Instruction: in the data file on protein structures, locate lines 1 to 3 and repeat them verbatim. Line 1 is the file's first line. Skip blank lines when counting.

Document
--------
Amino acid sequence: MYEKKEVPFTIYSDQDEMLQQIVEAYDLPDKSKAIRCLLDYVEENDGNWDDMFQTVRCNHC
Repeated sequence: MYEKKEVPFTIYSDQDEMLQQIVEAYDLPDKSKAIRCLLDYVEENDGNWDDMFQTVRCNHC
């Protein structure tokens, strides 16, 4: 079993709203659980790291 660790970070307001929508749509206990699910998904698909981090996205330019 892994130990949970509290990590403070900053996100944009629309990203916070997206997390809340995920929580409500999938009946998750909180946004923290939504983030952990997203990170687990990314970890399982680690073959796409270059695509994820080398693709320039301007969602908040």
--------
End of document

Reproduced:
Amino acid sequence: MYEKKEVPFTIYSDQDEMLQQIVEAYDLPDKSKAIRCLLDYVEENDGNWDDMFQTVRCNHC
Repeated sequence: MYEKKEVPFTIYSDQDEMLQQIVEAYDLPDKSKAIRCLLDYVEENDGNWDDMFQTVRCNHC
């Protein structure tokens, strides 16, 4: 079993709203659980790291 660790970070307001929508749509206990699910998904698909981090996205330019 892994130990949970509290990590403070900053996100944009629309990203916070997206997390809340995920929580409500999938009946998750909180946004923290939504983030952990997203990170687990990314970890399982680690073959796409270059695509994820080398693709320039301007969602908040």